travelling the seven parts of the world

In the lush rain forest land of the West Coast, you also encounter glacier country. The two most famous glaciers here are the Fox Glacier and the Franz Josef Glacier, with towns being named the same as the glaciers. These glaciers are unique in the fact that they go down as far as the rain forest, which never happens anywhere else - usually glaciers are either high in mountains or end in the sea. Here you also don't have to walk far to reach each glacier, as the towns are really close.

Since Franz Josef Glacier was the first and had the bigger town of the two, we stayed there. Most activities were booked full (as were hotels, but we did find a good room), the only one that was left was the most extreme one - Ice Climbing.

So on the next day we set out on an ice climbing adventure. We had 3 guides for a group of 11 people, which was a nice guide to person ratio. You are given all equipment, including crappy plastic boots, ice picks, helmets, etc.

The first part of the tour includes walking to the glacier through the rain forest. Once the base of the glacier is reached, we had to put on some extra walking gear that would let us walk on ice:

One of the guides left early so he can prepare a climbing wall for us. Preparing a climbing wall basically entails drilling in the hooks that let you swing in a rope in case you fall while doing the climb, and to do this somebody needs to be on top of the wall.

In some places we followed the same routes as do the regular glacier walk people. These guys don't do any ice climbing so often they have steps and the whole route cut out for them:

First off, we had some Ice Climbing 101 practice. In ice climbing, your tow goes straight into ice, and you can actually comfortably stand in an ice wall without the ice picks. You get two picks to climb with, and you need them to get up the wall comfortably, but your weight really needs to be on your feet.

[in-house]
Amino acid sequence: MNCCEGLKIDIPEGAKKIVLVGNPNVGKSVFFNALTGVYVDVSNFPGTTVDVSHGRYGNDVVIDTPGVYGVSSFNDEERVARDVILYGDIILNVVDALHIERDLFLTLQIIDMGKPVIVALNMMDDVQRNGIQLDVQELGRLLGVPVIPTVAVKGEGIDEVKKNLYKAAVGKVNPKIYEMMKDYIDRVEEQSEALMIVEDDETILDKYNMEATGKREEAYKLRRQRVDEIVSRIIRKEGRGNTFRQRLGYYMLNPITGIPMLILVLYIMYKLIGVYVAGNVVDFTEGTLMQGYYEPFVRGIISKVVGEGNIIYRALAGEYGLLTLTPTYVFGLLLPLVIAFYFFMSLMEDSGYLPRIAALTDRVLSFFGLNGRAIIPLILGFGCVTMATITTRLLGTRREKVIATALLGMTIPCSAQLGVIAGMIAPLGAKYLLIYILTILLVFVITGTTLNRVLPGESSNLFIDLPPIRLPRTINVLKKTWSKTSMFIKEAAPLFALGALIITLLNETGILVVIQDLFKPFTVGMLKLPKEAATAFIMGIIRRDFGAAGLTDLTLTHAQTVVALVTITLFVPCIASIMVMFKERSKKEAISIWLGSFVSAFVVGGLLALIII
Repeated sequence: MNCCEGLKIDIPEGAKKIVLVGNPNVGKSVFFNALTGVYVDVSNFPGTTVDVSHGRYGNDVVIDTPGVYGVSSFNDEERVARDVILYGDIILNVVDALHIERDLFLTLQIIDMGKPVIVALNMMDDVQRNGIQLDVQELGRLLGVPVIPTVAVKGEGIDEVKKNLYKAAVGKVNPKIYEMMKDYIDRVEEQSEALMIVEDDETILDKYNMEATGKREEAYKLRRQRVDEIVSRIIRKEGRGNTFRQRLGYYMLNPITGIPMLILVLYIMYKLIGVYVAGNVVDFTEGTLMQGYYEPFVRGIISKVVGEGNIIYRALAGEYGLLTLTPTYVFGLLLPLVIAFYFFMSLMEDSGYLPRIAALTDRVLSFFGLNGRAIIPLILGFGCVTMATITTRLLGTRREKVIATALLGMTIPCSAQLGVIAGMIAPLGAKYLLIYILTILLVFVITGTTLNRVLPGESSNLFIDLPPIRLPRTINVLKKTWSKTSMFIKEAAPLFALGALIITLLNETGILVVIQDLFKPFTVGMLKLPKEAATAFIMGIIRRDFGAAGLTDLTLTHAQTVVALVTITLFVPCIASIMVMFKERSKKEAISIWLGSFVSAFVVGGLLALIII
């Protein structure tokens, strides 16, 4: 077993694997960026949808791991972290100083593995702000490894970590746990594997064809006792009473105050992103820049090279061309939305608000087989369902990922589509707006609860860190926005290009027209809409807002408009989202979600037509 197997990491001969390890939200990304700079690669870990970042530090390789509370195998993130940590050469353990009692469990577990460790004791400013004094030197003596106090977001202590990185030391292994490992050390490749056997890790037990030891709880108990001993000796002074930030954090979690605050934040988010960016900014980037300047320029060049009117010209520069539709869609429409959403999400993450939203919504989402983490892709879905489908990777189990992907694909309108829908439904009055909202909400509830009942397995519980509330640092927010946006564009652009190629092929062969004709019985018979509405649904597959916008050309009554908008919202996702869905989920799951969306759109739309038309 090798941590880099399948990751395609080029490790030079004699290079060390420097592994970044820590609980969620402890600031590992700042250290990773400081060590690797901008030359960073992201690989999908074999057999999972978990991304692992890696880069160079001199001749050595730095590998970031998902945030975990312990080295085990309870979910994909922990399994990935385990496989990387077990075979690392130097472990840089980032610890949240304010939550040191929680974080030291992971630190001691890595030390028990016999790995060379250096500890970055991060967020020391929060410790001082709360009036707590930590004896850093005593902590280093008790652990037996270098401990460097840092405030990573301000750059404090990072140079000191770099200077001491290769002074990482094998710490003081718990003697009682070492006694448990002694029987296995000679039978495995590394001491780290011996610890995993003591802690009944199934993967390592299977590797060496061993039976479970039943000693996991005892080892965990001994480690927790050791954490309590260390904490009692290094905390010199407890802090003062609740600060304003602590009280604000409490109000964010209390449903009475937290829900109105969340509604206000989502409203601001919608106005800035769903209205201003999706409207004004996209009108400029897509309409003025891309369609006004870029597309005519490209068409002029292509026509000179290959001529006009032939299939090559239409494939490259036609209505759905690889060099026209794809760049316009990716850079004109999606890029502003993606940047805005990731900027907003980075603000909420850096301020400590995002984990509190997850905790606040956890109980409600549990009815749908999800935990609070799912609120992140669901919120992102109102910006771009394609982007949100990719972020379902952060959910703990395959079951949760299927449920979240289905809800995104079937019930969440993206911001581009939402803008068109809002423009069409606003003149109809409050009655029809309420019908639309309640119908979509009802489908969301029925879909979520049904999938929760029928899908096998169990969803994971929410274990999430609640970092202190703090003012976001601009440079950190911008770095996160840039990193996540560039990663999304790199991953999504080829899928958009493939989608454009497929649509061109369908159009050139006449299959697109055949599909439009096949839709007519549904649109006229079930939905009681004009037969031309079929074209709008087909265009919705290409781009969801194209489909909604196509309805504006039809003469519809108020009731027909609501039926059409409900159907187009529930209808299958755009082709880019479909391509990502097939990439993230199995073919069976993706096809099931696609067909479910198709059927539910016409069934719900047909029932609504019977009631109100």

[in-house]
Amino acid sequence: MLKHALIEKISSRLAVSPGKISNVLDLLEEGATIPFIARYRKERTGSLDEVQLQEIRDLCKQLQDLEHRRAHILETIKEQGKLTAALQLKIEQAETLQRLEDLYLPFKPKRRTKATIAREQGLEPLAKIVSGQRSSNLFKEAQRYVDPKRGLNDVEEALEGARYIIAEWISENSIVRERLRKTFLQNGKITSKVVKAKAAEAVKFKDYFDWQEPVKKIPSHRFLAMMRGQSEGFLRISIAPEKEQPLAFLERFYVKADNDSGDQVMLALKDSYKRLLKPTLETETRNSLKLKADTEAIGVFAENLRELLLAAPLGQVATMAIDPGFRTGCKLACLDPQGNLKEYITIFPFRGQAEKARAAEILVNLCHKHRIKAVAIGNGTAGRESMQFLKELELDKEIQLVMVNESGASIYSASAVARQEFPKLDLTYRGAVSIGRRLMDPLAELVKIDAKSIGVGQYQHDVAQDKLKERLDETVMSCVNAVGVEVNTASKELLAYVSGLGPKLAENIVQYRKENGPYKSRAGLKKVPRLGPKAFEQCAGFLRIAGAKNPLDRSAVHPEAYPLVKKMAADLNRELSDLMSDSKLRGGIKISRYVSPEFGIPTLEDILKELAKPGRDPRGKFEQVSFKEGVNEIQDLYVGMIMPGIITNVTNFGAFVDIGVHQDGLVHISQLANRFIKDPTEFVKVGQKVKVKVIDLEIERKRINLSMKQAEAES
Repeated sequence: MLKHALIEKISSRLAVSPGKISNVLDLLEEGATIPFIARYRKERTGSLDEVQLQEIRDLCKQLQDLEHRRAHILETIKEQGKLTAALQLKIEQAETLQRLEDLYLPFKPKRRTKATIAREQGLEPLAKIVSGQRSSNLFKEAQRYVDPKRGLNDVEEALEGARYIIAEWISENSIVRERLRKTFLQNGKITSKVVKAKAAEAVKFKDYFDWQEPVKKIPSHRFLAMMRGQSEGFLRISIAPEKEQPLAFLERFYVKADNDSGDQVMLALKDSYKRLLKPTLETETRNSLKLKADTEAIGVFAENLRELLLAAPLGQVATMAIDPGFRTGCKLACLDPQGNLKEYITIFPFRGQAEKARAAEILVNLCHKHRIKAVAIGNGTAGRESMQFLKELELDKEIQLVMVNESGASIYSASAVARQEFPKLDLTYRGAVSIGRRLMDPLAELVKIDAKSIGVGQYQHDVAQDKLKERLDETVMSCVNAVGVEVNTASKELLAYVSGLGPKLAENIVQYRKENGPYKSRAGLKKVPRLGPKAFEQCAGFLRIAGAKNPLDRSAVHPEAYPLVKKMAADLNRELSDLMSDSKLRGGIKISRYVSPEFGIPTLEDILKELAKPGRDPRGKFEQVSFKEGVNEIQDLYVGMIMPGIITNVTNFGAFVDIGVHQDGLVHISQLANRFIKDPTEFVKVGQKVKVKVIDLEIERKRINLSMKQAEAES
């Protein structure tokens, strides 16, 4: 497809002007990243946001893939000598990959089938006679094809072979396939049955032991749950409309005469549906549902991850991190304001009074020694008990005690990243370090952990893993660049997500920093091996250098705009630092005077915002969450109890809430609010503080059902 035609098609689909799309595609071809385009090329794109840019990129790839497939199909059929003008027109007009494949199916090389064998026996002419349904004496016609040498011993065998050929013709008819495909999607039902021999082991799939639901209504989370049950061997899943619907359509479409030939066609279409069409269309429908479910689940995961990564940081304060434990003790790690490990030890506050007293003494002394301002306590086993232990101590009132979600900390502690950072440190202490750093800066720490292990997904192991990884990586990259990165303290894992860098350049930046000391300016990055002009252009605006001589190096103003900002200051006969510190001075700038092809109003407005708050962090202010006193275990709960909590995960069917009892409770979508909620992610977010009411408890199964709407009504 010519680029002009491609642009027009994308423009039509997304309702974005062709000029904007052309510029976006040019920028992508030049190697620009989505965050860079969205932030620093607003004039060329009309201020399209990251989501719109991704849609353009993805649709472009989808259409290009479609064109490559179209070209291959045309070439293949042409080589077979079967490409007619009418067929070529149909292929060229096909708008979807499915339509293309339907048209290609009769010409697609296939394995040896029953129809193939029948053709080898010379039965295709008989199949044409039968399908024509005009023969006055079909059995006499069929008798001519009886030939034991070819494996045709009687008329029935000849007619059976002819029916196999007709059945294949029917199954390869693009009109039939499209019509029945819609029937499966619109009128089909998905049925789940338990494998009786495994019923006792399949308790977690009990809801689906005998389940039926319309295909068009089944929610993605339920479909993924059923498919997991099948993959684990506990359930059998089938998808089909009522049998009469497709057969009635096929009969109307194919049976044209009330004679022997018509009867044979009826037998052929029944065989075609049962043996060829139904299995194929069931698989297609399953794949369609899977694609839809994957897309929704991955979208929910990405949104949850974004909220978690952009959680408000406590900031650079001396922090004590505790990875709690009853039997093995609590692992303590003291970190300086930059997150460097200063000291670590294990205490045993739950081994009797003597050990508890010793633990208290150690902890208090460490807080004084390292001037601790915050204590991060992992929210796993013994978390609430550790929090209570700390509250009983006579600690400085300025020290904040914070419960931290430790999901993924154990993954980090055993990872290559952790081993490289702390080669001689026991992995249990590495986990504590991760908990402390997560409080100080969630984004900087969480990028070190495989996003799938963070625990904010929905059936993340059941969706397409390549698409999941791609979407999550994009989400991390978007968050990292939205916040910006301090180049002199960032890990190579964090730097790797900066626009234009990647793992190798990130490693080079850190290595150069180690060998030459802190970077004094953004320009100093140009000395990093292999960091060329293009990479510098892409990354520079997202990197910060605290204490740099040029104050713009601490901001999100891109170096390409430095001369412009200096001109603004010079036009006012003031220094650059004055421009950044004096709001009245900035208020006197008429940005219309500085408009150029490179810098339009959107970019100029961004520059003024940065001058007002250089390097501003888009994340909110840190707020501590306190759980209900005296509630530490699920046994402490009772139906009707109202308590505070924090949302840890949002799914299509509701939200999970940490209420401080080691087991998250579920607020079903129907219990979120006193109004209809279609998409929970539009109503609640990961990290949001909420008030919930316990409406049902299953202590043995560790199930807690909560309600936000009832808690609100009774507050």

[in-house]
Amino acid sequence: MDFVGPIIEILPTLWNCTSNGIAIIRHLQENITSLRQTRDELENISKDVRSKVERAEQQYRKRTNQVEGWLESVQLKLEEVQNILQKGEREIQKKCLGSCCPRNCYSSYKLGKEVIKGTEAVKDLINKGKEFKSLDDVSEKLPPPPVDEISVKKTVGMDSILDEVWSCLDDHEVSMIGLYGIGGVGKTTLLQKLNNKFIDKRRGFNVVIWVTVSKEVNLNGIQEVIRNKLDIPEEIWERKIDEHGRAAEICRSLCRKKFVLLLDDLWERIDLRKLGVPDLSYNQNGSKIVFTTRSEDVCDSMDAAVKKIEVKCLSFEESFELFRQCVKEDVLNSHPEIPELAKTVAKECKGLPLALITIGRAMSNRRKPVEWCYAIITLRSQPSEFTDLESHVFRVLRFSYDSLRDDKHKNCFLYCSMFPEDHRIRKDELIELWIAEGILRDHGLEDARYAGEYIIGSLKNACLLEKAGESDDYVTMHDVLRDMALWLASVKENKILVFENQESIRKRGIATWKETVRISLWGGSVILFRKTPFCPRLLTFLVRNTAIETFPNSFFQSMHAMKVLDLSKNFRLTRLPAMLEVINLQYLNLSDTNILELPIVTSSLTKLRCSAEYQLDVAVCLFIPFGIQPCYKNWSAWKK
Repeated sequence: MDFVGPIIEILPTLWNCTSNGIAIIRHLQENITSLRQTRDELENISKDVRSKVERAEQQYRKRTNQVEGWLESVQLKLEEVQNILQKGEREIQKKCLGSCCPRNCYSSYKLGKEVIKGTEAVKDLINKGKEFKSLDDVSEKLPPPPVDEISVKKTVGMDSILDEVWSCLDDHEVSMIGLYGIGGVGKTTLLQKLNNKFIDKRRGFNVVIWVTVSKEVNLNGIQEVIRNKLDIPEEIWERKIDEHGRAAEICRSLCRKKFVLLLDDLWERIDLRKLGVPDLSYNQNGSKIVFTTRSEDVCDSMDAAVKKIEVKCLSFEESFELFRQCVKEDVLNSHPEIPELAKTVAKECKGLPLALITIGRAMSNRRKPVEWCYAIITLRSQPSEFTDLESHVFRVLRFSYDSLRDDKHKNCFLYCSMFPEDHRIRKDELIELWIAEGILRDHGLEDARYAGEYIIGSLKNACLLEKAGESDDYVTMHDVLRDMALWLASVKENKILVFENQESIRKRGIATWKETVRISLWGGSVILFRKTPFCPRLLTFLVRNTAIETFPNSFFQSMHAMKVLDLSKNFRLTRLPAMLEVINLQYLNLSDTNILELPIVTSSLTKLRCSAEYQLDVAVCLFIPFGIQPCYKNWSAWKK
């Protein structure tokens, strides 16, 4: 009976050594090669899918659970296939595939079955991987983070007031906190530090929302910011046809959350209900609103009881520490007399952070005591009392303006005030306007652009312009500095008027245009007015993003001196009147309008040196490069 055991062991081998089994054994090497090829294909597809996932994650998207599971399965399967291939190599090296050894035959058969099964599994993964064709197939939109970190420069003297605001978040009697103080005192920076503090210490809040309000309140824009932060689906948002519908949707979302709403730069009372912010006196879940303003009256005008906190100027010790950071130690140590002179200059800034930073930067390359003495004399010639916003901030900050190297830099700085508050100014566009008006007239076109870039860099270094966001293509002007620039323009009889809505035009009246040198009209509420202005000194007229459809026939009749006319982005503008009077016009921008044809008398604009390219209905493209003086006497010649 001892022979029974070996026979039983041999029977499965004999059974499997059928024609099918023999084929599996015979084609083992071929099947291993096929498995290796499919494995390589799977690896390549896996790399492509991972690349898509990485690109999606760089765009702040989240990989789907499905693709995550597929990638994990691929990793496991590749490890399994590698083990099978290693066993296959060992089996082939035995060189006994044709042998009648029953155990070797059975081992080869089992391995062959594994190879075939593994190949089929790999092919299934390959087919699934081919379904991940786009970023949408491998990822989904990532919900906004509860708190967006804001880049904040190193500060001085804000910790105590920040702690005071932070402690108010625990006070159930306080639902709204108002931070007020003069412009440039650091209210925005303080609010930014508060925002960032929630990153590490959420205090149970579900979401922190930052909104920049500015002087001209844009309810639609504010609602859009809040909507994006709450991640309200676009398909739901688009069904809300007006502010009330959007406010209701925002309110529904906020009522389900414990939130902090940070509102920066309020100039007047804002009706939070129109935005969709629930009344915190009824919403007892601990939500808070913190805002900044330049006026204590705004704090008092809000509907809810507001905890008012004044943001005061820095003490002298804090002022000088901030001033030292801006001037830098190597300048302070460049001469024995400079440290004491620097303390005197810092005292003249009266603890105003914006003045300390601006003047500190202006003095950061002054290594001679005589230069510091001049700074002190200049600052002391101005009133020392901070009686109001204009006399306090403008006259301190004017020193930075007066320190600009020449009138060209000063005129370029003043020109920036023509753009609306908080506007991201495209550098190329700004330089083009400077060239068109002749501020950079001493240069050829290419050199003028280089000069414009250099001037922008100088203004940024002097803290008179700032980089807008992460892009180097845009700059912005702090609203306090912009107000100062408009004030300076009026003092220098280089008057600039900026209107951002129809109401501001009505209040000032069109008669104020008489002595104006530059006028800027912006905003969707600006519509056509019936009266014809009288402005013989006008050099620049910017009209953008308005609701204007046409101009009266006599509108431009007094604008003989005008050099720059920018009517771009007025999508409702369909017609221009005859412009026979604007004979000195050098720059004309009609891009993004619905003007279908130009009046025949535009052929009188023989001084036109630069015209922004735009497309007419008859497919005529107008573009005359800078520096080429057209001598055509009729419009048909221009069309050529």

After the practice was done, we climbed the ice wall. We climbed a total of 2 walls, in 6 places. Some climbs were far more difficult than others, the last climb we did had a small ice ledge, so you had to get over the ledge. This isn't actually too difficult, but since we're such novices, we ended up mostly pulling ourselves up with our hands instead of putting weight on legs, and by the time you're over the edge, you're exhausted, but that's just the first part of the climb, as you need to get to the top.

Here's a picture of one of the first, easiest climbs:

The second wall we did was also unexplored, so we were the first people who climbed up there. The way there was also unprepared, so our guide had to work with her large pickaxe to make way.

From the top of the ice walls, you can get a really good view of the valley below, where the glacier ends:

While others were doing the climbs, we could have a bit of rest here or there.

The whole tour was 8 hours total, and at the end of the day we drove further on the West Coast, until the small town of Haast where the road leads back across the Southern Alps through the Gates of Haast. We were actually quite lucky, as we got the last rooms in the town, and the next accomodation was after 120 km. The people who arrived in the same hotel 2 minutes after us weren't so lucky.

Haast has some really nice beaches, and is one of the first places white people came ashore on the west coast (most of it is rugged, gets hit by storms a lot, and is really rainy, which makes things difficult). We were also right about our weather predictions, doing ice climbing on the next day didn't look like such a great prospect: